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Embattled Gaddafi rallies support

As Nato hammers away at Muammar Gaddafi's defences and the United States and its allies throw their support behind the rebels, the Libyan leader is trying to boost morale in what is left of his nation and show his people he is still strong and his opponents are few.

For three days running, carnival-like rallies have been held featuring bands, horseback riders and even a camel dyed green. At each gathering, thousands of delirious supporters of Gaddafi cheered as the leader's defiant speeches boomed from massive speakers.

"These are the millions of Libyan people and the picture is now complete. Who else remains? Less than 100,000 are trapped in Benghazi, Derna and Tobruk," Gaddafi said in one of the speeches, referring to rebel-held cities in the east.

Bolstering that image is all the more pressing after the US and more than 30 nations recognised Gaddafi's enemies during a meeting on Friday in Istanbul, potentially freeing up billions in frozen oil money that could be put into rebel hands.

Nato jets destroyed a military storage facility and other targets in Tripoli's eastern outskirts early on Sunday, and rebel attacks on the eastern oil city of Brega stretched into their fourth day, with reports of pitched battles in the residential areas.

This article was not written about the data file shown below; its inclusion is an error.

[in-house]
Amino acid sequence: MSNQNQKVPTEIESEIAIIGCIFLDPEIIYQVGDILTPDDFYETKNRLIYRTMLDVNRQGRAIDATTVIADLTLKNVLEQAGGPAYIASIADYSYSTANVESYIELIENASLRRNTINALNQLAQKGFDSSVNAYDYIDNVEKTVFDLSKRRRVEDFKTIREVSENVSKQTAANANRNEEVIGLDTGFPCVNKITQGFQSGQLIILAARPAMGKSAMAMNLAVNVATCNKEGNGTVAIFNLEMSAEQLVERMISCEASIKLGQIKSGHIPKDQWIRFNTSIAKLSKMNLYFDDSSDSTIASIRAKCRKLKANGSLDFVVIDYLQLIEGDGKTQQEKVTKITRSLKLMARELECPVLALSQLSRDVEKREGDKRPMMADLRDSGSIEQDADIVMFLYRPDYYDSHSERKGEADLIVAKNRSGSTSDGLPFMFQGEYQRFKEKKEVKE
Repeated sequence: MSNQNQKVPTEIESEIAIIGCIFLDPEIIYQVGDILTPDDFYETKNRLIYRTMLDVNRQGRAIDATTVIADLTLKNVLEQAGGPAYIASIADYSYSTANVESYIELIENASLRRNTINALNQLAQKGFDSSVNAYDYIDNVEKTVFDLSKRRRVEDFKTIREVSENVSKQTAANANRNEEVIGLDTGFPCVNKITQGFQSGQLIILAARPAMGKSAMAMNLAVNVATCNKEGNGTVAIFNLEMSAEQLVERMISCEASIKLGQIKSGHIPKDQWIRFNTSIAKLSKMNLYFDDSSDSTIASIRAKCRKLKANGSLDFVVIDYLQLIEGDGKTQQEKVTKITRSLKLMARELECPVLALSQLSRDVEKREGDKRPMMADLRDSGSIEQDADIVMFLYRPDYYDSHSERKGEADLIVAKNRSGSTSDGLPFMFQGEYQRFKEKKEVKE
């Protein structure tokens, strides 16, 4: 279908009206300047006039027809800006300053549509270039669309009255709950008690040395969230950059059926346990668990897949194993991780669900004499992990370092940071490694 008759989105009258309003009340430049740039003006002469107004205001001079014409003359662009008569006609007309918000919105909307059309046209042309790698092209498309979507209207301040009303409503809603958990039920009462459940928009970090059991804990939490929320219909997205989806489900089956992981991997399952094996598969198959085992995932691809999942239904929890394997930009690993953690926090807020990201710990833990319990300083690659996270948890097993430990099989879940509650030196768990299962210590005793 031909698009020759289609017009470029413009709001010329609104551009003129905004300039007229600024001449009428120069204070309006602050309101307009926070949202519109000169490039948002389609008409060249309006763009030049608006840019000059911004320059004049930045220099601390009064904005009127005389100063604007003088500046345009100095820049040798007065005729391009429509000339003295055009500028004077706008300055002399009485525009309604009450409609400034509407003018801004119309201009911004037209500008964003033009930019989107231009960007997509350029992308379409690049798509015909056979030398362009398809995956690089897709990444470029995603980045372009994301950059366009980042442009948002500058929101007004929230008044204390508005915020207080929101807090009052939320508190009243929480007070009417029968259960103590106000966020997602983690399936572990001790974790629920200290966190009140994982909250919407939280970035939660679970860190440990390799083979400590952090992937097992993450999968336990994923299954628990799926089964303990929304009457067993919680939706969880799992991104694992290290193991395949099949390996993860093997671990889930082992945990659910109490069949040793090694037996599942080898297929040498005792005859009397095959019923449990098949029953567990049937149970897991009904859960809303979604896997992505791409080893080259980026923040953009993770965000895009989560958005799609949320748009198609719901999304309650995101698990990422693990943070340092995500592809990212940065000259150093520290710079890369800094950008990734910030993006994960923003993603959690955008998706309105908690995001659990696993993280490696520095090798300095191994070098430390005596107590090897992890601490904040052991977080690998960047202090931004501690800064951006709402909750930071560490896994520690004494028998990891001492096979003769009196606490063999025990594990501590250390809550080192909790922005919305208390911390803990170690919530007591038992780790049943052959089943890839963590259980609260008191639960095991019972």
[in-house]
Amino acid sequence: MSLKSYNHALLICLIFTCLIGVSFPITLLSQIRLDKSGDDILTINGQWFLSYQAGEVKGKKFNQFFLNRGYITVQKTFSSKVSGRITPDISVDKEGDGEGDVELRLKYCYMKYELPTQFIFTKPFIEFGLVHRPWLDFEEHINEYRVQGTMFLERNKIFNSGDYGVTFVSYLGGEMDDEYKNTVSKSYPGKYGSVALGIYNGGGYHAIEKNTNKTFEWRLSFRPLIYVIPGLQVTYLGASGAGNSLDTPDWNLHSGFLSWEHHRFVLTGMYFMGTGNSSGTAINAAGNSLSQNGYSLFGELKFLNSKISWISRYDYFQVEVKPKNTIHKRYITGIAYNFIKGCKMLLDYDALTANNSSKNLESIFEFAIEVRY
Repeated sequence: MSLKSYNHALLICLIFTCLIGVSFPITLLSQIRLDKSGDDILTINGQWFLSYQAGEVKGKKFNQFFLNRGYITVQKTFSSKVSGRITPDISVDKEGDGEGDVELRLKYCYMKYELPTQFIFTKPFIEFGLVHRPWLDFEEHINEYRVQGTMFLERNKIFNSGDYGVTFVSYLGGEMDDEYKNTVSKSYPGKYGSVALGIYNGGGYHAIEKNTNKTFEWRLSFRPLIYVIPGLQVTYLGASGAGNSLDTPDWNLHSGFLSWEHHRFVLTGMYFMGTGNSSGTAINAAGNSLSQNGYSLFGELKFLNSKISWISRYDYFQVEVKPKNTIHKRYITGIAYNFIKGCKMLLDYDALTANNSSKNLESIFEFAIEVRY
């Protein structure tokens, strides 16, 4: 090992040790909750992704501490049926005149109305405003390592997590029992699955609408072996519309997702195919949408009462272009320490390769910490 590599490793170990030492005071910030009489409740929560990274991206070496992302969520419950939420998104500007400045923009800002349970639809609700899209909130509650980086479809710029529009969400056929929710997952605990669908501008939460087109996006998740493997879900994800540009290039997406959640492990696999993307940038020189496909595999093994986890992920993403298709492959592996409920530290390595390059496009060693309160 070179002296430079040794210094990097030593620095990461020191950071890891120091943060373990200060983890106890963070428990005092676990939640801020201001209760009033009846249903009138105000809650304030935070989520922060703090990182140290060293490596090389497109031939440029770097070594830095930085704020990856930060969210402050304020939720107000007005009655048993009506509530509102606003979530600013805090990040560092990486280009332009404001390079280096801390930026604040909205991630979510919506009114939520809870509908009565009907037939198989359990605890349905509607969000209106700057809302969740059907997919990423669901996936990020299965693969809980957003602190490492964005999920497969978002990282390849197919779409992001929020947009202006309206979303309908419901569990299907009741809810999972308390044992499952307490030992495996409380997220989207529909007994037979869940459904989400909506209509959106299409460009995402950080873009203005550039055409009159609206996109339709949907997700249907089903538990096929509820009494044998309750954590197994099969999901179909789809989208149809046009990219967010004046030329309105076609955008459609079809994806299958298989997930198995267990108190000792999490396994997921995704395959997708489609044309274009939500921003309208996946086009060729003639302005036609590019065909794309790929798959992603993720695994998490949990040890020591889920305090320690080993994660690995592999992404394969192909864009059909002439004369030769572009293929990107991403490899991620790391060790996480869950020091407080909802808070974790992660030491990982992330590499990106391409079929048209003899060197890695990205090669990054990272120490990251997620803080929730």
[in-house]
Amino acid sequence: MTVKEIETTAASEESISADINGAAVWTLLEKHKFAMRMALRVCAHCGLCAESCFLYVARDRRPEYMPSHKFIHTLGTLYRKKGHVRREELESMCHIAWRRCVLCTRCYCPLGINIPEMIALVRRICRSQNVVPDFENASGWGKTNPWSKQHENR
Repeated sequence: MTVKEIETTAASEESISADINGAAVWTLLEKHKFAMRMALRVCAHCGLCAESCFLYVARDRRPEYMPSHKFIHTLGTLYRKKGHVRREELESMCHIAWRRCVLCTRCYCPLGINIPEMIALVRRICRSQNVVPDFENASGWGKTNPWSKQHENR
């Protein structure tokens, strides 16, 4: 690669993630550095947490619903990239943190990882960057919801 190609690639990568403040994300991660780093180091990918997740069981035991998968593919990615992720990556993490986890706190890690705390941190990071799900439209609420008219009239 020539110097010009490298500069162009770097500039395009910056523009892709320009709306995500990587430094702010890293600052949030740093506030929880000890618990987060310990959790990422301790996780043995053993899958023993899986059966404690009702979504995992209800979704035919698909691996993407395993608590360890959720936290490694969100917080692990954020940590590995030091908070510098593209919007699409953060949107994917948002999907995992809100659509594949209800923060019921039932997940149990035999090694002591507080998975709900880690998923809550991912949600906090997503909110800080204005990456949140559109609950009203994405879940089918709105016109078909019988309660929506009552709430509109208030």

Rebel spokesman Mohammed al-Rajaly said his forces had liberated the north-eastern half of the city and were moving against government forces holed up in the south-western part.

The latest pro-Gaddafi rally was held in the shattered city of Zawiya, where outgunned rebels held off government forces for weeks at the start of the rebellion against Gaddafi's four-decade rule in February.

Crowds cheered in the square, lined with buildings scarred by bullets and tank fire and whose interior walls still bear scribbled graffiti calling Gaddafi a dog.

Last week there were demonstrations in Tripoli and the southern city of Sebha and then three in a row starting on Thursday, in Ajaylat near the Tunisian border, Zlitan, not far from rebel-held Misrata and then Zawiya.

Each drew up to 10,000 cheering supporters - though Gaddafi described the crowds as millions-strong and sending a message of defiance to Nato and the world. Libya has a population of about 6.5 million.

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